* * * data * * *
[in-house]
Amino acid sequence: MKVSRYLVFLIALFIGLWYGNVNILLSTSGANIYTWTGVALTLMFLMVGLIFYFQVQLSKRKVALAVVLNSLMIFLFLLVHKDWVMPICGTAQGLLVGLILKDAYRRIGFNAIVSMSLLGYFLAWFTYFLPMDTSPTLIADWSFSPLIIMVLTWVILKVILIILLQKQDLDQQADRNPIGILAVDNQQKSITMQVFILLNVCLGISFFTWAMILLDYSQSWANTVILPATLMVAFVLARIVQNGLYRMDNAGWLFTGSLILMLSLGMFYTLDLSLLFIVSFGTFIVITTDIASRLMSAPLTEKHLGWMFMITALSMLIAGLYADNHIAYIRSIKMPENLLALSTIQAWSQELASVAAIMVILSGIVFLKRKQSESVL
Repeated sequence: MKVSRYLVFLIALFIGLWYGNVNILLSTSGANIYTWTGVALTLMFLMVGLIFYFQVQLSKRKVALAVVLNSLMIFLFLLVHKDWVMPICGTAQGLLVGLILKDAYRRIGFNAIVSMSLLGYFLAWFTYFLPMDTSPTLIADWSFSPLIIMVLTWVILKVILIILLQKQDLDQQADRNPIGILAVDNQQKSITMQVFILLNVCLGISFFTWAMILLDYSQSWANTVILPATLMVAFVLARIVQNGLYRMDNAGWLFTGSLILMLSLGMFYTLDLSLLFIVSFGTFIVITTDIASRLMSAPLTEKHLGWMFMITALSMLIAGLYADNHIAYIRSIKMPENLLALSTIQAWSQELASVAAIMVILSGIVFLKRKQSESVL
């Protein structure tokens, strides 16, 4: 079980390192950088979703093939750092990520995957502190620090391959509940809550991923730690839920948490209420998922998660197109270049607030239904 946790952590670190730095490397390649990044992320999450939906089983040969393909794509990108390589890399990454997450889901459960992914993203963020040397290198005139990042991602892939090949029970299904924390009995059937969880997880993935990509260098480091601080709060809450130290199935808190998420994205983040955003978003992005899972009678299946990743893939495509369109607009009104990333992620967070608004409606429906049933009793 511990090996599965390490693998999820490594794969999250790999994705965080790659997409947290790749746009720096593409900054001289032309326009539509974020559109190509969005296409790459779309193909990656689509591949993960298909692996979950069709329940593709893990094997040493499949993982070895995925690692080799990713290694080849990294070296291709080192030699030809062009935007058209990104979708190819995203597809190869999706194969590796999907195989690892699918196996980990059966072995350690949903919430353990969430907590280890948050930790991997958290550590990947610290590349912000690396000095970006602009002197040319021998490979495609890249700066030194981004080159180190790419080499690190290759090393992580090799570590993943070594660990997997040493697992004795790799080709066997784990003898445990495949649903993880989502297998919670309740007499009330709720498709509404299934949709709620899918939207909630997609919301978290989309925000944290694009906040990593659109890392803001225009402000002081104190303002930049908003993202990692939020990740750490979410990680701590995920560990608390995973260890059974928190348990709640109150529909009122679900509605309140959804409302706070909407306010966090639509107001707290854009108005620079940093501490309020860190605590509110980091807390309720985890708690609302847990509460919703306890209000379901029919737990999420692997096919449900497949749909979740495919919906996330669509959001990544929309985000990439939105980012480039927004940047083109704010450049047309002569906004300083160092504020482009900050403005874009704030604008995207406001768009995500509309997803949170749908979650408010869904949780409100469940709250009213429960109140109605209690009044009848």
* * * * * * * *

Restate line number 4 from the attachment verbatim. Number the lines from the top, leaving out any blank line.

């Protein structure tokens, strides 16, 4: 079980390192950088979703093939750092990520995957502190620090391959509940809550991923730690839920948490209420998922998660197109270049607030239904 946790952590670190730095490397390649990044992320999450939906089983040969393909794509990108390589890399990454997450889901459960992914993203963020040397290198005139990042991602892939090949029970299904924390009995059937969880997880993935990509260098480091601080709060809450130290199935808190998420994205983040955003978003992005899972009678299946990743893939495509369109607009009104990333992620967070608004409606429906049933009793 511990090996599965390490693998999820490594794969999250790999994705965080790659997409947290790749746009720096593409900054001289032309326009539509974020559109190509969005296409790459779309193909990656689509591949993960298909692996979950069709329940593709893990094997040493499949993982070895995925690692080799990713290694080849990294070296291709080192030699030809062009935007058209990104979708190819995203597809190869999706194969590796999907195989690892699918196996980990059966072995350690949903919430353990969430907590280890948050930790991997958290550590990947610290590349912000690396000095970006602009002197040319021998490979495609890249700066030194981004080159180190790419080499690190290759090393992580090799570590993943070594660990997997040493697992004795790799080709066997784990003898445990495949649903993880989502297998919670309740007499009330709720498709509404299934949709709620899918939207909630997609919301978290989309925000944290694009906040990593659109890392803001225009402000002081104190303002930049908003993202990692939020990740750490979410990680701590995920560990608390995973260890059974928190348990709640109150529909009122679900509605309140959804409302706070909407306010966090639509107001707290854009108005620079940093501490309020860190605590509110980091807390309720985890708690609302847990509460919703306890209000379901029919737990999420692997096919449900497949749909979740495919919906996330669509959001990544929309985000990439939105980012480039927004940047083109704010450049047309002569906004300083160092504020482009900050403005874009704030604008995207406001768009995500509309997803949170749908979650408010869904949780409100469940709250009213429960109140109605209690009044009848």